The other day, one of my dear friends, KC Baker, announced the birth of her son on Facebook with a poem:
Now I know why the lioness walks with pride ~
The fierce love it took to birth you.
The head & heart held high as I walk this Earth with you in my arms.
This is who I have become:
A Mother of a Son.
A Proud Protectress of Life.
And on that same day, Gus Deeds, son of Virginia State Senator Creigh Deeds, died from an apparent suicide after allegedly stabbing Senator Deeds at home early in the morning. The day before this tragedy, the senator sought an emergency custody order for Gus, who had a history of mental health challenges. An investigation is in process but the bottom line here is that a remarkable young man, in the throes of a medical emergency, was not able to access treatment for his life-threatening condition.
In working at the Flawless Foundation, I never aspired to write about this topic, but it has evolved organically and become a calling and passion for me. Whenever there is breaking news around shootings, violence and mental illness, I am overwhelmed with emails, texts and calls alerting me and asking my thoughts about these terrible events. This is the first time that I sit with a candle lit as I put pen to paper with tears streaming down my face. As I quietly reflect on why this loss in rural Virigina has me stricken with an extra dose of grief, I realize that the topic of high-profile fathers and their sons with serious mental health challenges has been weighing heavily on my heart in recent months.
As of late, the list has been long. There was the heartbreaking People magazine interview with Rick Warren about the loss of his son to suicide, followed by my meeting Gary Lieberstein, the Napa County District Attorney, who also lost his son to suicide this year, and listening to former U.S. Senator Gordon Smith at the Kennedy Forum sharing his experiences in policy work inspired by his son Garrett's challenges and death by suicide.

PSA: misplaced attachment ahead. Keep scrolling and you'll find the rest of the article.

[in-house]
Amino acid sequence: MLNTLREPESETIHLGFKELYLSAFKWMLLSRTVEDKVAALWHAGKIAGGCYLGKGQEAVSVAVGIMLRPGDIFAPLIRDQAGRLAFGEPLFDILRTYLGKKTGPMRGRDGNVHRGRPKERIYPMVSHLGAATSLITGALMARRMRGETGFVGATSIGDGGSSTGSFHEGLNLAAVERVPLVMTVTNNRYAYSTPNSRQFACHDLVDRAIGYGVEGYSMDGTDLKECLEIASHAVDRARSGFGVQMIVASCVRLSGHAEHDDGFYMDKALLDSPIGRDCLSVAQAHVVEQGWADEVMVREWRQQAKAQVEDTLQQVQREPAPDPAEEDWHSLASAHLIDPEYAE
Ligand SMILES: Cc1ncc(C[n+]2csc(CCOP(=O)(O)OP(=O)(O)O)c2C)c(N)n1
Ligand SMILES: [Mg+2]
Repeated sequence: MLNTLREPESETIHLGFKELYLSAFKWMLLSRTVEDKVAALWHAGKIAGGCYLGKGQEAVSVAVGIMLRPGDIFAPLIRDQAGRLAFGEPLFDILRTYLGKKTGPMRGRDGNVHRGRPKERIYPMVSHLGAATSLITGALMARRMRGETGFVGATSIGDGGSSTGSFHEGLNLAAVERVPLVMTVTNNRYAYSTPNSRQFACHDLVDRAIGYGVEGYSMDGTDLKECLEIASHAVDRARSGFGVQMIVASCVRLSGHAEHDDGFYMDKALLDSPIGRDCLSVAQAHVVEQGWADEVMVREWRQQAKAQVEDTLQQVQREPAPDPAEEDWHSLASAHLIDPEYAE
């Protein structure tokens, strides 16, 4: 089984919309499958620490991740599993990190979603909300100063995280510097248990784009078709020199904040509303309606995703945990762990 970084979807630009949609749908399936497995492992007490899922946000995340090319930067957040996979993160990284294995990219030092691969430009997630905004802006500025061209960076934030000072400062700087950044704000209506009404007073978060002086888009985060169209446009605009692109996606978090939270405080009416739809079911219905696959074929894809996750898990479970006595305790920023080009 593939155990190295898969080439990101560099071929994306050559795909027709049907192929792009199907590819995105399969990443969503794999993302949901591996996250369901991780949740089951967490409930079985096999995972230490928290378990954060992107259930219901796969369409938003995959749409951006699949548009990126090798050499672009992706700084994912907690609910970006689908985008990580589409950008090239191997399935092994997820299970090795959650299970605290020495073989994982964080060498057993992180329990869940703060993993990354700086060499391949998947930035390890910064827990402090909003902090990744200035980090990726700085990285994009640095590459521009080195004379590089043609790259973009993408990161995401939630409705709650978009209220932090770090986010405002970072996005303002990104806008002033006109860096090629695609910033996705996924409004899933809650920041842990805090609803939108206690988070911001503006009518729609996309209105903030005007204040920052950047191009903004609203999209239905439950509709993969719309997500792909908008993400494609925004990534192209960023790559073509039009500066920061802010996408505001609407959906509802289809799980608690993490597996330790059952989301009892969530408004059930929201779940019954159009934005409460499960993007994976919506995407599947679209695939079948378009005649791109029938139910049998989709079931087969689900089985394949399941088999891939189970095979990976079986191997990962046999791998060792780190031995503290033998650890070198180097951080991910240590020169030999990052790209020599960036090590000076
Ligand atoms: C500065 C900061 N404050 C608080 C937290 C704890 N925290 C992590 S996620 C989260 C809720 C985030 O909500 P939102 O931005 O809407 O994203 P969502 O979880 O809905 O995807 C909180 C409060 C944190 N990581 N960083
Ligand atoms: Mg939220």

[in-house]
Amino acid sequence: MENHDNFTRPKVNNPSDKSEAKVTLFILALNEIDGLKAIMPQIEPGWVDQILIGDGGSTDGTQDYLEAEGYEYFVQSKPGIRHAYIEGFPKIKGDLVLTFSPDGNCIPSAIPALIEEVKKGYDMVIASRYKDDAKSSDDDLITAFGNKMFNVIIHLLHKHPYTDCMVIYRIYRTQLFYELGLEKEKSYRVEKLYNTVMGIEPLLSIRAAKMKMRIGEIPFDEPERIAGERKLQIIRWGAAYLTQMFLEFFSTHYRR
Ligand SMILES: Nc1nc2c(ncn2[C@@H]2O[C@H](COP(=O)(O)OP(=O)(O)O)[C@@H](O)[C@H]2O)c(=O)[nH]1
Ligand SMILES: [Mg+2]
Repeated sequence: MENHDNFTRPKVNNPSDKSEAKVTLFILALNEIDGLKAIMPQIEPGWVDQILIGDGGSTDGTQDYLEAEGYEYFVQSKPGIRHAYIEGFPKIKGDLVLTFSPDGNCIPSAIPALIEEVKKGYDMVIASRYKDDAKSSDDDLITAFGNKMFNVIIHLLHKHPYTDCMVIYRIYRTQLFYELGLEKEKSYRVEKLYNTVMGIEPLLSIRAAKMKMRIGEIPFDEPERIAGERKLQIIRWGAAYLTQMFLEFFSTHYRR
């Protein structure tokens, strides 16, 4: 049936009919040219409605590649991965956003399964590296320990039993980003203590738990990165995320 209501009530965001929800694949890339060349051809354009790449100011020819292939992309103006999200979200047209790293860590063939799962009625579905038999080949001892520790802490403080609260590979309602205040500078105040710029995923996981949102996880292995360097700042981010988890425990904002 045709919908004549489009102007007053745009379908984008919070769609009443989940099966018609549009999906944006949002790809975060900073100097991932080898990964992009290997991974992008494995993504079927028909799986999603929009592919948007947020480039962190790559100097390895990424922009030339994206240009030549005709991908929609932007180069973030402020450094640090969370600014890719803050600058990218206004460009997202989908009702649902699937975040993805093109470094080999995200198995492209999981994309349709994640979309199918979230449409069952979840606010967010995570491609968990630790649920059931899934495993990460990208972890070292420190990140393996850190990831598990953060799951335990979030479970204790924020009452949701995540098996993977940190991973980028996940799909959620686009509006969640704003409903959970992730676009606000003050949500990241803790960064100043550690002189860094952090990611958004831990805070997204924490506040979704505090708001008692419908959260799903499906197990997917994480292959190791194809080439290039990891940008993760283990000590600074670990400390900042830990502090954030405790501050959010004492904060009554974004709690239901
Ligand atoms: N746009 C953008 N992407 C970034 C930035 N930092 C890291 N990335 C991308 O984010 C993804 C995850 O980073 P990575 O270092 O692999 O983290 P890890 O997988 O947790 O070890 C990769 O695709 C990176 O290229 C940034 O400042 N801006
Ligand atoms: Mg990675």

Each of these men have had extraordinary careers of noble public service, helping people on a massive scale. Yet no amount of power, money, education, treatment or prayers enabled them to save the lives of their own sons. Their sacred role as "Protectors of Life," in KC's poignant words, was robbed by illnesses that affect every single family in varying degrees.
After the Sandy Hook tragedy, I wrote that the "gold is in the grief" and I urged that we sit for a moment in the pain before we take action. Today, I can't do that because I am on my knees, where I must dig for the light and a glimmer of hope so I can continue my work in the world.
On this autumn day, a week before Thanksgiving, I take solace and feel gratitude for the gold that has been born from grief...
For Rick Warren's courage in sharing his story publicly and starting a mental health charity in his son Matthew's name.
For Gary Lieberstein, who just two months after the loss of his son Adam, spoke at the Napa Valley Vintners Auction and shared about his family's tragic experience. Gary's powerful words(below) inspired $3.7 million being raised in about 10 minutes for children's mental health and prevention:
"He died by his own hand (battling mental health problems). He tragically lost that war and we lost our angel"
"The earlier we can detect mental illness the better ... before they reach adulthood."
For Joe Parks, MD, making a stirring call to action to the audience of mental health advocates and leaders at the 29th Annual Rosalynn Carter Symposium on Mental Health Policy, "When it comes to children's mental health, we need to look at class size, our overcrowded schools, we need to look at ourselves."
For Pete Earley, who has become a fierce advocate after his son fell into the criminal justice system for his mental health challenges.
For Patrick Kennedy, who has left public office to devote his life's work to this cause, to creation of a new generation of hope for all of our children.
As HHS Secretary Sebelius prompted us in making the historic announcement of mental health parity regulations at the Carter Center, "We have to change hearts in order to treat minds. We need an 'all-hands-on-deck' approach."
Senator Deeds, all hearts are on deck with you. The vibrant photo of Gus playing his banjo on the campaign trail with you will be forever etched in our minds. We honor him and we honor you. We stand with you. Please allow our thoughts, prayers and tears to fertilize the ground of healing for you and your flawless family.